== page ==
A long winter on the ice

archive photo of ship leaning over on the ice

The Endurance keeling over © Royal Geographical Society

Shipboard life

"On February 24 we ceased to observe ship routine, and the Endurance became a winter station."
Sir Ernest Shackleton, 'South'

Shackleton knew his ship was beset for the duration of the long night of Antarctic winter. Next to ice pressure, he most feared demoralization of his men. Many of them - such as the sailors - now had little to do. A strict routine of meals and duties gave structure to the days, while unlikely pursuits such as football relieved the tedium.

Above all else, the men were diverted by the care and exercise of the sledging dogs. After the Endurance was beset, the dogs were housed on the ice beside the ship in ice kennels, dubbed by the sailors 'dogloos'. Mrs Chippy, the carpenter's cat, slept the winter away with the sailors in the fo'c'sle, the ship's forward quarters.

In mid-March, the officers and scientists moved from their exposed deck house cabins to the better insulated after-hold. Winter temperatures would get as low as -30°F, excluding wind chill. The new quarters, consisting of two rows of cubicles with a long table in between, were nicknamed 'The Ritz'. The sailors remained in the fo'c'sle, the forward quarters, which was already insulated between decks.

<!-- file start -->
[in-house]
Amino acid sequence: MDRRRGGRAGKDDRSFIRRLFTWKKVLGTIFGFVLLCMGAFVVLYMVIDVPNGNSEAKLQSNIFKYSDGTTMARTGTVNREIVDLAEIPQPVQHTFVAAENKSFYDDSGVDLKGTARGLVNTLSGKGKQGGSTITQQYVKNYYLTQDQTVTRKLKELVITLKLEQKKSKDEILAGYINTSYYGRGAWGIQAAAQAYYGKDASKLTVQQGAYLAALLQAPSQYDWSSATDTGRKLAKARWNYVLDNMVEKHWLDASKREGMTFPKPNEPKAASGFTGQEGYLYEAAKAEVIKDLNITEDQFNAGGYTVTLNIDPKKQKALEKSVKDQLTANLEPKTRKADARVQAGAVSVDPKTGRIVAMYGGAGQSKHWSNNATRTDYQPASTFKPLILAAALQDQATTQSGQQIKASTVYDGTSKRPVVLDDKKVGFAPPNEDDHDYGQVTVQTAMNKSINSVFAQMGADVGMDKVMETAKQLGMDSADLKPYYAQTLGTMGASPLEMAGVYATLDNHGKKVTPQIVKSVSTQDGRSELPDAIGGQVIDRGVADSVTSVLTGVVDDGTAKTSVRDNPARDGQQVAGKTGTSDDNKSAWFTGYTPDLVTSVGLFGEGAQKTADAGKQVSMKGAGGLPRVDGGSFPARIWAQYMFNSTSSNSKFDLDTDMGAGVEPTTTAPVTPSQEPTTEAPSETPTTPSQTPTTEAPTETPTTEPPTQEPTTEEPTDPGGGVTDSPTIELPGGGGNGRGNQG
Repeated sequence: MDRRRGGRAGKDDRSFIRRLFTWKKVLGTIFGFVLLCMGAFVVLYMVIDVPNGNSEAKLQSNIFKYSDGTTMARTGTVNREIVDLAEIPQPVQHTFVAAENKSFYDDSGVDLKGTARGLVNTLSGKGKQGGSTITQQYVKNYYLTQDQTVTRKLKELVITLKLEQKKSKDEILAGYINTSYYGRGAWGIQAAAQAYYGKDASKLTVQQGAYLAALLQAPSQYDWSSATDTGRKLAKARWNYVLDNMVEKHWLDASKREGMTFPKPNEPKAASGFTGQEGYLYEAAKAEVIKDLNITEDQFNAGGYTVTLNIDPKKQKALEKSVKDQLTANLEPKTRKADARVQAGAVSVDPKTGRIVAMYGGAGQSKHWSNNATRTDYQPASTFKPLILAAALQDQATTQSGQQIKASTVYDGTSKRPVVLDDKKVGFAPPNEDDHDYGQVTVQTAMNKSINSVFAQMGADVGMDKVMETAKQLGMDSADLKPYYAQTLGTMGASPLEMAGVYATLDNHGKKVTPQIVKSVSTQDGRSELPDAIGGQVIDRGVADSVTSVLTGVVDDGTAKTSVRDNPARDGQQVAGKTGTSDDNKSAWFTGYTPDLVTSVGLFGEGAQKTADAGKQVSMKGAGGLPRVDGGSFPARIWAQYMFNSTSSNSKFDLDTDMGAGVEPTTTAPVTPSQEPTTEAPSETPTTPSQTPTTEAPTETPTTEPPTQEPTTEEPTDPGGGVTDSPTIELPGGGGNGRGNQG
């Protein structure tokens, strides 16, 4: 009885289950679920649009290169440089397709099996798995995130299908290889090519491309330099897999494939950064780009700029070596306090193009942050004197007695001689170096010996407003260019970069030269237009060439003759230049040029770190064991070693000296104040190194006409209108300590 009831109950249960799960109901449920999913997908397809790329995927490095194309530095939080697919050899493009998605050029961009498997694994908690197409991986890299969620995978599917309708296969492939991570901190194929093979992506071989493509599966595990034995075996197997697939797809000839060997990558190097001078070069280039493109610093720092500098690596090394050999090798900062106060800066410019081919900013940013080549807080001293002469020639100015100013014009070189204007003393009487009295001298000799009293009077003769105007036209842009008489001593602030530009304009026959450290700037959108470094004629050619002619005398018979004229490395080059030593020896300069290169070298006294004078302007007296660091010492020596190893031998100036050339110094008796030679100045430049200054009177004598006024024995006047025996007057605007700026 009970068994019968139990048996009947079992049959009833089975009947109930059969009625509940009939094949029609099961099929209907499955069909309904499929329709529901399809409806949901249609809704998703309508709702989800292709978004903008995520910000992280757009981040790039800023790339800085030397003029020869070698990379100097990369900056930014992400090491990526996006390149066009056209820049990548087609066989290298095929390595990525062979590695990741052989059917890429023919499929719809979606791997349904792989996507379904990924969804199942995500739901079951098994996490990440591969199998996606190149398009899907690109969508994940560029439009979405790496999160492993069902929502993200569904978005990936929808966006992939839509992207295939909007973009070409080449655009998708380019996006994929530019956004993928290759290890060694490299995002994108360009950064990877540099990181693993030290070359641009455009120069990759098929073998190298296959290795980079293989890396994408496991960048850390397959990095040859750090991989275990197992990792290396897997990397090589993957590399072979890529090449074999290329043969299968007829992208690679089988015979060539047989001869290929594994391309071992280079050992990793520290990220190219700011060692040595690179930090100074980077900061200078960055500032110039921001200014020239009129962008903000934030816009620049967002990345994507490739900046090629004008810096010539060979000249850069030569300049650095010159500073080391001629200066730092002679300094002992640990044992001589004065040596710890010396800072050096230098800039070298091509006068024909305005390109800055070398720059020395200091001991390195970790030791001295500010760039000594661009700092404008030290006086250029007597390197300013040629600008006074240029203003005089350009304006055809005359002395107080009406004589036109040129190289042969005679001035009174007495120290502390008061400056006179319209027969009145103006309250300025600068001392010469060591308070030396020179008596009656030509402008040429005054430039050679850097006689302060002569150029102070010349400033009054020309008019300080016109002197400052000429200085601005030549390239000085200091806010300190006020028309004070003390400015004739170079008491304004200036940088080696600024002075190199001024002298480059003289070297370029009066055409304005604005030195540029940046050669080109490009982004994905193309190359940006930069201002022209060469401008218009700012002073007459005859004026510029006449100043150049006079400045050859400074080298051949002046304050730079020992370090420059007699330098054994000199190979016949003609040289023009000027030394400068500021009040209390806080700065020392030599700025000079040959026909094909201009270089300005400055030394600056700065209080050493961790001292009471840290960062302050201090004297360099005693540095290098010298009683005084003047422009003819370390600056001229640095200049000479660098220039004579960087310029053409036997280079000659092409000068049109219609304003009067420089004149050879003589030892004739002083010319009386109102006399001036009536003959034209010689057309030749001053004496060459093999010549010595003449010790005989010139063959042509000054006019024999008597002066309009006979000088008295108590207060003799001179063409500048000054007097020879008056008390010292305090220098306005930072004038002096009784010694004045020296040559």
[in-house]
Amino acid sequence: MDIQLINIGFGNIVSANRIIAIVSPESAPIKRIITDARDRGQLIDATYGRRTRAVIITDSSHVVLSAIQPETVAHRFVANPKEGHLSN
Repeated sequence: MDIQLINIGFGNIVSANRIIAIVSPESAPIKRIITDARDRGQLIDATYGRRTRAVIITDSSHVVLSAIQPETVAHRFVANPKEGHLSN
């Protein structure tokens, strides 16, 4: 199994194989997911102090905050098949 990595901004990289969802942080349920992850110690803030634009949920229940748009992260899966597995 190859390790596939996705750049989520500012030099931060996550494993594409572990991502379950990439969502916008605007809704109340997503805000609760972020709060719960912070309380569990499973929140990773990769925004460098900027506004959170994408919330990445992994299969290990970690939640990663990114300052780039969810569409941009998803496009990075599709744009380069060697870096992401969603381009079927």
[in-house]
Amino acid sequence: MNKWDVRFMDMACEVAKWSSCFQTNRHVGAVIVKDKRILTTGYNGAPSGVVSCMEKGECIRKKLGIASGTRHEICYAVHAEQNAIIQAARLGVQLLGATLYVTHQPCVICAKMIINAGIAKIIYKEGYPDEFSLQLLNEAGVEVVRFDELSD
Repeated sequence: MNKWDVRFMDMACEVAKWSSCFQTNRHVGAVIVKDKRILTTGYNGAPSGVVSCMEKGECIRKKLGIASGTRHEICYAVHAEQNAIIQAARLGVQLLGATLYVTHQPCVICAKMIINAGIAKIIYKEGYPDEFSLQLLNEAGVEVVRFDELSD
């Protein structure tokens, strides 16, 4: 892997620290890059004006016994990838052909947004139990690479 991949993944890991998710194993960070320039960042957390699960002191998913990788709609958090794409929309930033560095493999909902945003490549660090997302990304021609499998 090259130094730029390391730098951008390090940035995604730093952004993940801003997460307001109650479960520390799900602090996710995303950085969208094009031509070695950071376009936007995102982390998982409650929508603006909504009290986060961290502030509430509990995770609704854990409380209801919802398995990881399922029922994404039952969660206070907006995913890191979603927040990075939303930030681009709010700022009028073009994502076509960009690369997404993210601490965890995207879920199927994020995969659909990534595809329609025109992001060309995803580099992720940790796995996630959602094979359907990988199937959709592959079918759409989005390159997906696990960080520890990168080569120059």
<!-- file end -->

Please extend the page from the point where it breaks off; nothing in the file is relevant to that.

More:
Although living in separate quarters and taking meals apart, the men of the wardroom and fo'c'sle were not entirely segregated. Sports, occasional entertainment 'events' and ship duties were shared by both groups. Most importantly, from his early days in the merchant marine, Shackleton was known for his social ease with both officers and men. On the Endurance he took pains to defer to the sailors, ensuring that they received the first allotments of winter clothing and respecting that, no longer the crew of a working ship, they were not required to perform night watchman duties.

Science and study

Shackleton was drawn to exploration by his romantic, questing nature, not by scientific interest. He was aware, however, that an expedition was formally sanctioned by its perceived scientific goals. Accordingly, he had recruited a core scientific staff that included a biologist, geologist, meteorologist and physicist.

Shackleton's original plan had been that the scientists, working from their base on the Weddell Sea, would investigate Graham Land to the west and Enderby Land to the east. The optimistic words of Shackleton's expedition prospectus pledged to;

"...carry out geological and scientific work on a scale and over an area never before attempted by any one Polar expedition."

These plans were quickly frustrated. Although the scientists doggedly continued their work, the expedition's most significant contribution to science was unforeseen: its careful record of the drift of the notorious Weddell Sea.